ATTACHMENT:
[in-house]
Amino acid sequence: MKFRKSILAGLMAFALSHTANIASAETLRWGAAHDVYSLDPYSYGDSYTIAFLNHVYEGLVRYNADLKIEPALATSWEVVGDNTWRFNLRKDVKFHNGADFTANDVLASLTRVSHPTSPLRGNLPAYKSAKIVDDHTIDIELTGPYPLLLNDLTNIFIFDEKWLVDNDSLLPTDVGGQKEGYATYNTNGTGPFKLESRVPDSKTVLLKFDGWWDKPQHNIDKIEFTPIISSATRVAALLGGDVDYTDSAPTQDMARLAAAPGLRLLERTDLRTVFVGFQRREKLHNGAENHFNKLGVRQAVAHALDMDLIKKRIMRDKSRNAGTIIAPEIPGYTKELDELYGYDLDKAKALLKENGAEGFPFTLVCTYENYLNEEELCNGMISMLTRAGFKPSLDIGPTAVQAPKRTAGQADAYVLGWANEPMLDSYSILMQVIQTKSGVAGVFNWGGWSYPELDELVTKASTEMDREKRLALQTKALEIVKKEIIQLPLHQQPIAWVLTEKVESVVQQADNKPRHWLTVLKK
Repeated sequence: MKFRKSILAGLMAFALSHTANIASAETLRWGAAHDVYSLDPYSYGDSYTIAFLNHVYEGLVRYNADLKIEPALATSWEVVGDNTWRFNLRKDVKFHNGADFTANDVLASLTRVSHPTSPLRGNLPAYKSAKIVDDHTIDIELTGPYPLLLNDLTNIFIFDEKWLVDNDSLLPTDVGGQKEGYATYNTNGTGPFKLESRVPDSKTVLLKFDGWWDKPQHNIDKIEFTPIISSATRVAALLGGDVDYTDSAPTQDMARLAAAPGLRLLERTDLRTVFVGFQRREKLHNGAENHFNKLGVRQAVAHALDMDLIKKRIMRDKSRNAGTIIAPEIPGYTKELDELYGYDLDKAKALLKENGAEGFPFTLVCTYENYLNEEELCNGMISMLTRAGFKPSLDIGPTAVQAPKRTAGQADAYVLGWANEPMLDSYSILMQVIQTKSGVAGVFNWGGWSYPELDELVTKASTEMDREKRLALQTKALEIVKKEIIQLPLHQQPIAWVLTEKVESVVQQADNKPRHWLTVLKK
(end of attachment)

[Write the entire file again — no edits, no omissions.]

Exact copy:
[in-house]
Amino acid sequence: MKFRKSILAGLMAFALSHTANIASAETLRWGAAHDVYSLDPYSYGDSYTIAFLNHVYEGLVRYNADLKIEPALATSWEVVGDNTWRFNLRKDVKFHNGADFTANDVLASLTRVSHPTSPLRGNLPAYKSAKIVDDHTIDIELTGPYPLLLNDLTNIFIFDEKWLVDNDSLLPTDVGGQKEGYATYNTNGTGPFKLESRVPDSKTVLLKFDGWWDKPQHNIDKIEFTPIISSATRVAALLGGDVDYTDSAPTQDMARLAAAPGLRLLERTDLRTVFVGFQRREKLHNGAENHFNKLGVRQAVAHALDMDLIKKRIMRDKSRNAGTIIAPEIPGYTKELDELYGYDLDKAKALLKENGAEGFPFTLVCTYENYLNEEELCNGMISMLTRAGFKPSLDIGPTAVQAPKRTAGQADAYVLGWANEPMLDSYSILMQVIQTKSGVAGVFNWGGWSYPELDELVTKASTEMDREKRLALQTKALEIVKKEIIQLPLHQQPIAWVLTEKVESVVQQADNKPRHWLTVLKK
Repeated sequence: MKFRKSILAGLMAFALSHTANIASAETLRWGAAHDVYSLDPYSYGDSYTIAFLNHVYEGLVRYNADLKIEPALATSWEVVGDNTWRFNLRKDVKFHNGADFTANDVLASLTRVSHPTSPLRGNLPAYKSAKIVDDHTIDIELTGPYPLLLNDLTNIFIFDEKWLVDNDSLLPTDVGGQKEGYATYNTNGTGPFKLESRVPDSKTVLLKFDGWWDKPQHNIDKIEFTPIISSATRVAALLGGDVDYTDSAPTQDMARLAAAPGLRLLERTDLRTVFVGFQRREKLHNGAENHFNKLGVRQAVAHALDMDLIKKRIMRDKSRNAGTIIAPEIPGYTKELDELYGYDLDKAKALLKENGAEGFPFTLVCTYENYLNEEELCNGMISMLTRAGFKPSLDIGPTAVQAPKRTAGQADAYVLGWANEPMLDSYSILMQVIQTKSGVAGVFNWGGWSYPELDELVTKASTEMDREKRLALQTKALEIVKKEIIQLPLHQQPIAWVLTEKVESVVQQADNKPRHWLTVLKK